1 May 2019
7 April 2019
New publication in Forest & Society on Challenges for Conservation Policy in New Guinea
This paper discusses the challenge of fullfilling the 2018 Manokwari Declaration signed by the governors of Indonesian New Guinea. It is an international collaboration with the Univ. Arizona, UC Santa Barbara, Cornell, Harvard, RBG Kew, Univ. Papua Manokwari and Conservation International..
1 April 2019
9 October 2018
27 August - 7 September 2018
Research visit at the University of California Santa Barbara
Rodrigo worked with Dr. Lee Hannah and Patrick Roehrdanz to assess how projected land use change and climate change will impact New Guinea's biota. This work will pave the way for setting conservation priorities for a climate-smart protected area network in the island.
5 August 2018
Contributed Talk at the Annual Meeting of the Ecological Society of America.
In "Unravelling New Guinea's Plant Megadiversity" Rodrigo discussed the challenge of building the first expert-verified checklist of vascular plants in New Guinea, and outlined key shortfalls in digitally-available data.
25 May 2018
BSc thesis of Mateo Jaimes published in Caldasia. The study focuses on the knowledge and use of palms in three indigenous communities in the Colombian Amazon. While palms play an important role in all three communities, there is a notable decrease in knowledge about uses associated with culture and ritual ceremonies.
M Jaimes, J Betancur & R Cámara-Leret. 2018. Palmeras útiles en tres comunidades indígenas de La Pedrera, Amazonia colombiana. Caldasia 40 (1): 183-199. PDF
30 March 2018
New publication in Science on threats to Colombian ecosystems
OA Pérez-Escobar, R Cámara-Leret, A Antonelli, R Bateman, S Bellot, G Chomicki, AM Cleef, M Diazgranados, S Dodsworth, C Jaramillo, S Madriñan, I Olivares, A Zuluaga & R Bernal. 2018. Mining threatens Colombian ecosystems. Science. 359 (6383): 1475. PDF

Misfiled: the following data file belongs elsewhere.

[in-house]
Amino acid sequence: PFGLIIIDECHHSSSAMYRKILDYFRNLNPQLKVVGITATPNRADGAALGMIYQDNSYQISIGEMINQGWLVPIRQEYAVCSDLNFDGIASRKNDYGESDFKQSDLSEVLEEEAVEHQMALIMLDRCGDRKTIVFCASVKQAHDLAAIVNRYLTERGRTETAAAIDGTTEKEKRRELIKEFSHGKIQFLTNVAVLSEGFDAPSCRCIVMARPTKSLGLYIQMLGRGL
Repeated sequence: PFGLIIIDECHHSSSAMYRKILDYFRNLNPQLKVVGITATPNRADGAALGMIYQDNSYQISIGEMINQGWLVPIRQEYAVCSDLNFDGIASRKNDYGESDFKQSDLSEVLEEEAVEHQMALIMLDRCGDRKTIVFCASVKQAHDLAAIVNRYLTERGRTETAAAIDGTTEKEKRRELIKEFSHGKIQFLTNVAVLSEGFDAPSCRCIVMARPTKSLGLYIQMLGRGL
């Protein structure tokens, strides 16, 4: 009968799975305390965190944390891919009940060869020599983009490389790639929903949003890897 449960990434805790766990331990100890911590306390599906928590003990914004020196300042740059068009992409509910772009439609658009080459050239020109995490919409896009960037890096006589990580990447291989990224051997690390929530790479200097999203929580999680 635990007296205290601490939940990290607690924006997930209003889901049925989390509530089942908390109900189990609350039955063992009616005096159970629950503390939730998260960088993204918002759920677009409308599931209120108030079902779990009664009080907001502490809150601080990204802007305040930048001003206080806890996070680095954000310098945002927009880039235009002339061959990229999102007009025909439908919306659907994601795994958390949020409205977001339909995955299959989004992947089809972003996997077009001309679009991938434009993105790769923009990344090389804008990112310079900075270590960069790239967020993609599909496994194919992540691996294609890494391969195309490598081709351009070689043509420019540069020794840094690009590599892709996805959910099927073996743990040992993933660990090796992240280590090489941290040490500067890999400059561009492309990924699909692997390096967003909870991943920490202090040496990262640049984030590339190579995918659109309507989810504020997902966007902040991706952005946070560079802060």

26 March 2018
New publication in Kew Bulletin about New Guinea palms, MSc thesis of Peter Petoe. A taxonomic revision is presented of the Hydriastele wendlandiana group, a well-defined species grouping within the Indo-Pacific palm genus Hydriastele that occurs in New Guinea, the Bismarck Archipelago and northern Australia.
Peto P, R Cámara-Leret & WB Baker. 2018. A Monograph of the Hydriastele wendlandiana group (Arecaceae: Hydriastelele). Kew Bulletin 73: 17. PDF
2 January 2018
New publication in Economic Botany, MSc thesis of Eliane Schneider. This study reappraised traditional knowledge about palms by the Chachi indigenous group in Ecuador, 30 years after the first study in 1985 on Chachi palm ethnobotany (Barfod and Balslev 1988). Today, the Chachi living in the study communities use only nine of the 14 palm species recorded in 1985 and understory palms have lost their importance as a plant resource.
Schneider E, R Cámara-Leret, A Barfod & C Weckerle. 2017. Palm use by two Chachi communities of Ecuador: a 30-year reappraisal. Economic Botany PDF
Start of Royal Society project "Building the New Guinea Research Team" Rodrigo (PI) visited the Naturalis Biodiversity Center to work with Prof. Peter van Welzen and Dr. Niels Raes. This was a unique opportunity to consult the Leiden herbarium, library archives, meet with old friends (Dr. Wim Vink, Dr. Jan Frits Veldkamp and Dr. Max van Baalgoy) and examine ethnographic objects at Dutch museums.
© Copyright. All Rights Reserved.